What Type of Incident Is This?
Equipment Reliability or Design or Safety or Quality?
CTV News reported on a problem with the commuter train service in Ottawa, Canada. HERE is a link to the article. The notice above is from the OC Transpo website about a partial return to service of the affected line.
The article says OC Transpo is performing a root cause analysis on the failure of a bearing on a train car hub. The failed bearing was discovered during a routine maintenance inspection.
A failed bearing makes this an equipment reliability type of incident … right?
But it seems that the equipment reliability issue may be related to the design of the hubs. Or maybe it was the design of the rails (made by a separate company). Thus, this makes this a design type of incident … right?
But the whole train line was shut down over safety concerns while the problem was being evaluated. The shutdown lasted over a month. The safety issue makes this a safety incident … right? (Think of it as a near-miss to a derailment or fire.)
Commuters who used the train had to make other arrangements while the train was out of service. They could drive, take an Uber, or try to connect on buses. All these were a hardship for the train’s customers. A hardship on customers is a quality incident … right?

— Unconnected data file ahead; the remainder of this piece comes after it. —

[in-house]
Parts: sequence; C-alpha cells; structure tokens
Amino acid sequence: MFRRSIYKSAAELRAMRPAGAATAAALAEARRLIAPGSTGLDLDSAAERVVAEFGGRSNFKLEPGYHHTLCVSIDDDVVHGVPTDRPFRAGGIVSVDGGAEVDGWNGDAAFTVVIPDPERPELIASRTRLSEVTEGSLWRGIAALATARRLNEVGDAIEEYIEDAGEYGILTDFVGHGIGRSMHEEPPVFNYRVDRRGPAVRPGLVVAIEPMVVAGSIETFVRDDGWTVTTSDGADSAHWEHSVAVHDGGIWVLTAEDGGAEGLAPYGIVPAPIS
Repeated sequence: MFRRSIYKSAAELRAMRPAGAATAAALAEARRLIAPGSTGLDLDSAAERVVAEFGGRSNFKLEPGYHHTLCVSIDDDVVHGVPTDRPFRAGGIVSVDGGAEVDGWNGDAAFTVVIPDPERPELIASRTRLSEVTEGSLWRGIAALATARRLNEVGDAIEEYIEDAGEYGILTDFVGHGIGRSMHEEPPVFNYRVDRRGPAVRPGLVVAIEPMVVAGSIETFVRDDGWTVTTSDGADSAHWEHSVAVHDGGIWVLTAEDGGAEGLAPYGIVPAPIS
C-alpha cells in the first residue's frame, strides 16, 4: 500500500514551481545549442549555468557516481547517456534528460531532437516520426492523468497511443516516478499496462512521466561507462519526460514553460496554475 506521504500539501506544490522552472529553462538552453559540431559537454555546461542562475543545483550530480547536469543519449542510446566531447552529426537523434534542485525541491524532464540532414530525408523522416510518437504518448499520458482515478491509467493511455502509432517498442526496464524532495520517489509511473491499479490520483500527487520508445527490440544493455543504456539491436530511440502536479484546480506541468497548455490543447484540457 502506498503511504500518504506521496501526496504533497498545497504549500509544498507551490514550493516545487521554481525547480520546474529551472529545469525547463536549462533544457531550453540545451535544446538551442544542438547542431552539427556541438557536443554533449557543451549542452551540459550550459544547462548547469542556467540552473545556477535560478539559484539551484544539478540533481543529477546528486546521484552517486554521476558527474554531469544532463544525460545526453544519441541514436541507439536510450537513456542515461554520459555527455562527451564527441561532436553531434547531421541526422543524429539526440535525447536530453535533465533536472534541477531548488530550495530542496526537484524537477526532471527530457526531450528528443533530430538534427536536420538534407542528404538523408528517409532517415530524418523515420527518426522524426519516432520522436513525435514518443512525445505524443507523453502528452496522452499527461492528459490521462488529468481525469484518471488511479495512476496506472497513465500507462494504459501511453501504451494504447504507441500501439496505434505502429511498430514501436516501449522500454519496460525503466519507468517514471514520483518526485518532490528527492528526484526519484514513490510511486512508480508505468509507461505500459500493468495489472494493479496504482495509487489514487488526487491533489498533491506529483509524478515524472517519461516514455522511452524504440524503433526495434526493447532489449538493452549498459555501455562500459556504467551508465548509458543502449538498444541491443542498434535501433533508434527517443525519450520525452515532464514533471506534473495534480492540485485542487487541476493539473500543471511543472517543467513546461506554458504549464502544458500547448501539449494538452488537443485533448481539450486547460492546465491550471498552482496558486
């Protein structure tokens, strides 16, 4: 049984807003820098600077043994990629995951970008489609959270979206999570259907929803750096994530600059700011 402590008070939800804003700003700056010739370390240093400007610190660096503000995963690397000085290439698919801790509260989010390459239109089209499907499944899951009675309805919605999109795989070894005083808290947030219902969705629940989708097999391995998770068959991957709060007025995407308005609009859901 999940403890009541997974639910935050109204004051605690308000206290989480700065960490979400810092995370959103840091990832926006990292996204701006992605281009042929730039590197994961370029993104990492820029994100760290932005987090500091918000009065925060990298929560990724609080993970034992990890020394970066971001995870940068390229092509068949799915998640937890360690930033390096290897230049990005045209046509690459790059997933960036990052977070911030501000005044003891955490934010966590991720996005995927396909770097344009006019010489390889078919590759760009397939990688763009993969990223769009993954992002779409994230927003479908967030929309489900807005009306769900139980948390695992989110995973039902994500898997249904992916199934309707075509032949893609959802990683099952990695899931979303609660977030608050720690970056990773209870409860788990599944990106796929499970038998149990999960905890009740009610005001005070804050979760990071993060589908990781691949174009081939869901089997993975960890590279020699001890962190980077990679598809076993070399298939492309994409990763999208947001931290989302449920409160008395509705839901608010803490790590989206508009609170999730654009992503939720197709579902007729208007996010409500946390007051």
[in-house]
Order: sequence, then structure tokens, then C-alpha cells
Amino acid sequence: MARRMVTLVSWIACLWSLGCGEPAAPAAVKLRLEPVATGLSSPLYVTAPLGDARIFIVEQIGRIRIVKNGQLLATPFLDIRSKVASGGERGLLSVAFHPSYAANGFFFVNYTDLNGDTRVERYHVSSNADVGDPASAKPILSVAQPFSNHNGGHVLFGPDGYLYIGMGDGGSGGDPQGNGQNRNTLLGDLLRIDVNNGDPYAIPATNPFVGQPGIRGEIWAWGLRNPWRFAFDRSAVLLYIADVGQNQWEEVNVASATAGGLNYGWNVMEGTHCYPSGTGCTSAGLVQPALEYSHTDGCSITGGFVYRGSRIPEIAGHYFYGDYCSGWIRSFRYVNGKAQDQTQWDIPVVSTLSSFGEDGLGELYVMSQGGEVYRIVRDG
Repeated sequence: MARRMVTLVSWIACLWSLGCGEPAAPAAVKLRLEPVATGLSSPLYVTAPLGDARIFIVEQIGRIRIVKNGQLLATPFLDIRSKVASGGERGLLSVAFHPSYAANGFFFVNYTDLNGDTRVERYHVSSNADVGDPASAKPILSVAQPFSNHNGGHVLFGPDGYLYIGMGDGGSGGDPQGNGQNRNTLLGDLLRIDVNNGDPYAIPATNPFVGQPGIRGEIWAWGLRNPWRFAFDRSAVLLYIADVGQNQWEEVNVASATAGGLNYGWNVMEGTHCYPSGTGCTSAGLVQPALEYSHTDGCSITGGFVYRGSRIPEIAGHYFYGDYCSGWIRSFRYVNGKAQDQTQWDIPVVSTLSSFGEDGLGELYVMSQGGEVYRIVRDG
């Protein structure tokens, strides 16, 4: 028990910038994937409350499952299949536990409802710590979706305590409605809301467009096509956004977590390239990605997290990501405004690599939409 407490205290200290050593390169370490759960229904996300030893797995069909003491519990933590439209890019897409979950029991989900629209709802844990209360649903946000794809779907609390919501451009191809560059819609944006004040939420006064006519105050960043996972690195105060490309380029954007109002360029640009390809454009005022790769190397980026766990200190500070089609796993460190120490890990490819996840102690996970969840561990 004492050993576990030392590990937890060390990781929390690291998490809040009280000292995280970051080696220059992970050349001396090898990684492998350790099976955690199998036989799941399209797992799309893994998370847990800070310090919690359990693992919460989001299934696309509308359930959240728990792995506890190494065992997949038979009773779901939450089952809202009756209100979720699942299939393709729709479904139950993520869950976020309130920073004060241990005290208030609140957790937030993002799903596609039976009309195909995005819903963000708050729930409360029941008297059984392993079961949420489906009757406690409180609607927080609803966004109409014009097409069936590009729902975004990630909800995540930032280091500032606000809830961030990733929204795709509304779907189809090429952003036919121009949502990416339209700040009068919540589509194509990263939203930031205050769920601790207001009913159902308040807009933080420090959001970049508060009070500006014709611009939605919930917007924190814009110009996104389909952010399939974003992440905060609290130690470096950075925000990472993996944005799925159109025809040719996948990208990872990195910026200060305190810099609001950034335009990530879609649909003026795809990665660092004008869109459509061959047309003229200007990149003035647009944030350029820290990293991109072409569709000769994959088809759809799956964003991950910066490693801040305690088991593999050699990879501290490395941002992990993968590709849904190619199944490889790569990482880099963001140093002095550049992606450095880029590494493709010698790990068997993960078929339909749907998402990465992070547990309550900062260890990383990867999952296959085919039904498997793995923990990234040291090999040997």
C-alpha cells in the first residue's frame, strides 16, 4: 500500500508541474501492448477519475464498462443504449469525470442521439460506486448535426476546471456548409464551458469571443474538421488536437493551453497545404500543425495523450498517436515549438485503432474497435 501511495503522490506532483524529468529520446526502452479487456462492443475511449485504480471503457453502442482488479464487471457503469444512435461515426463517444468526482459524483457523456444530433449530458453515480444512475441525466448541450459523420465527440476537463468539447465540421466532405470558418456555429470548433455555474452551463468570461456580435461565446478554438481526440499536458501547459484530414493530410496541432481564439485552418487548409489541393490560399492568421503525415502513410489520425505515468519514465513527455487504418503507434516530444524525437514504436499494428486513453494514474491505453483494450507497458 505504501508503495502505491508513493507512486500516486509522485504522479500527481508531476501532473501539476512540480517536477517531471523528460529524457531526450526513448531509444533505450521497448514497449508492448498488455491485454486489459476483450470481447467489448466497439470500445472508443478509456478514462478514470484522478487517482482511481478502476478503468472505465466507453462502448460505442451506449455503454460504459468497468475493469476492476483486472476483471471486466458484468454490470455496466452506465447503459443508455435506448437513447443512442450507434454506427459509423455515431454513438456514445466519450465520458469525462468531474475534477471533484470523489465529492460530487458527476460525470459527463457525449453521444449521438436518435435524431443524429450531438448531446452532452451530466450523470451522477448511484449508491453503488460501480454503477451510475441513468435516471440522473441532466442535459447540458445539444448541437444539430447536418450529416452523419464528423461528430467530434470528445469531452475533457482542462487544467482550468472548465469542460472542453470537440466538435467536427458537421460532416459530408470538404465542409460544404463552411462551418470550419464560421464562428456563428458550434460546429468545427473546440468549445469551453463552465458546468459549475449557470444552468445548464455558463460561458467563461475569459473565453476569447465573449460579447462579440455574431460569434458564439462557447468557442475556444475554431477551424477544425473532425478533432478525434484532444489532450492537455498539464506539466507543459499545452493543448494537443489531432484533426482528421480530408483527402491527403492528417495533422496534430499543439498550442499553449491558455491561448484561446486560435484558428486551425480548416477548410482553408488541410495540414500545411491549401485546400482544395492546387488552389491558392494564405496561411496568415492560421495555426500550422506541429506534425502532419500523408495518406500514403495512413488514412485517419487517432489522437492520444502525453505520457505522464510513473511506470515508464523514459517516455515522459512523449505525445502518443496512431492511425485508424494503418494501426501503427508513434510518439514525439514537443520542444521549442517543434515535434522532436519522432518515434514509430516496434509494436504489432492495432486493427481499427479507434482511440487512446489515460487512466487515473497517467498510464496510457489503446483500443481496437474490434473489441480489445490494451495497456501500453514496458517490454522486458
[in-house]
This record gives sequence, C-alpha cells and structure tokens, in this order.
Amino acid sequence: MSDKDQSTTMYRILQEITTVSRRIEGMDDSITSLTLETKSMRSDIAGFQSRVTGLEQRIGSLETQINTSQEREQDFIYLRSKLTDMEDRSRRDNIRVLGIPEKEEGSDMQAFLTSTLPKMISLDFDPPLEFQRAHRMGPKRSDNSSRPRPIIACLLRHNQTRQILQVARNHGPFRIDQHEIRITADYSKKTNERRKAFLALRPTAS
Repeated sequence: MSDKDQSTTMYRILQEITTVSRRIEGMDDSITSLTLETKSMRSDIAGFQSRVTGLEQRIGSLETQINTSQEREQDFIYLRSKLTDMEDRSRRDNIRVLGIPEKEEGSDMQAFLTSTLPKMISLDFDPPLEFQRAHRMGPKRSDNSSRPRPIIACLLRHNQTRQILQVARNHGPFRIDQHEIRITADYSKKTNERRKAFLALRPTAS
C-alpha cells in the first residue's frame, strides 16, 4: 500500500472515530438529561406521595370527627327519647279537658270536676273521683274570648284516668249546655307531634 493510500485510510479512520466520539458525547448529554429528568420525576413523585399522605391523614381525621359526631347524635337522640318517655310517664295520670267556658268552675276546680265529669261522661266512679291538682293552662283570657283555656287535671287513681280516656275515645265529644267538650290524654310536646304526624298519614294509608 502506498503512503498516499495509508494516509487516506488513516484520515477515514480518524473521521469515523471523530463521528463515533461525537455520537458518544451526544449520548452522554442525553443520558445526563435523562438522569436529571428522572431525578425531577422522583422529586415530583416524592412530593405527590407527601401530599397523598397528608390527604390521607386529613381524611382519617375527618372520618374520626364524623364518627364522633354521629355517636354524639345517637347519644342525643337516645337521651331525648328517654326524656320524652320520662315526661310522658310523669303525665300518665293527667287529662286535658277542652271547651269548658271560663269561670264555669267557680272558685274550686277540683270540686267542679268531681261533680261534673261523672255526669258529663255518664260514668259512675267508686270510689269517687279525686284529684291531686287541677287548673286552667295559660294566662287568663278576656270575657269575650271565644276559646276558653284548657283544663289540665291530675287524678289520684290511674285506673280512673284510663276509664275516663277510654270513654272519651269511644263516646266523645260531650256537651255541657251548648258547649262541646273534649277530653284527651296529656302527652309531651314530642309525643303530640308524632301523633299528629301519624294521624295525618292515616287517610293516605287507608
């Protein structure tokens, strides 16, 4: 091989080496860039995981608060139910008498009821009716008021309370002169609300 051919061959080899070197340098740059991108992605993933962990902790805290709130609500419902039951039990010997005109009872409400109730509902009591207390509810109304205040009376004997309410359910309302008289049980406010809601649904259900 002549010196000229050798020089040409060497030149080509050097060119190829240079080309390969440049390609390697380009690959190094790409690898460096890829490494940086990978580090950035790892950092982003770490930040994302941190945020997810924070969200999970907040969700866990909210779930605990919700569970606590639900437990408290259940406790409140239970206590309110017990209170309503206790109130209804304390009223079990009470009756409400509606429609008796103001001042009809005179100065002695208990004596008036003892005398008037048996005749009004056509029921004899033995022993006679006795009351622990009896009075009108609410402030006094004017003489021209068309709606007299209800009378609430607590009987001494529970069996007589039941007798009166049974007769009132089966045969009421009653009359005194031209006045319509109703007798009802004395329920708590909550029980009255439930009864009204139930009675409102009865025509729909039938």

So what incident type was this? Was it an equipment reliability, a safety, a design, or a quality incident? Maybe, it was all four!
Here is a short video about the problems…
Root Cause Analysis Is The Same
No matter what type of incident this was – safety, quality, design, or equipment reliability – the root cause analysis should be the same. The root causes are probably related to human performance. Even the root causes of equipment reliability issues are usually human performance issues.
How do you find the root causes of quality, safety, or equipment reliability incidents? That’s easy!
TapRooT® Root Cause Analysis is the answer.
TapRooT® Root Cause Analysis has been used by industry leaders to find the root causes of safety, quality, design, and equipment reliability incidents for over 30 years. It has been used by many transit companies that provide light rail service. (See a couple of success stories HERE and HERE.) Plus, TapRooT® Root Cause Analysis meets all the required fundamentals of advanced root cause analysis.
Find Out More About Advanced Root Cause Analysis
The best way to learn about advanced root cause analysis is to attend a TapRooT® Root Cause Analysis Course. See the courses to consider HERE.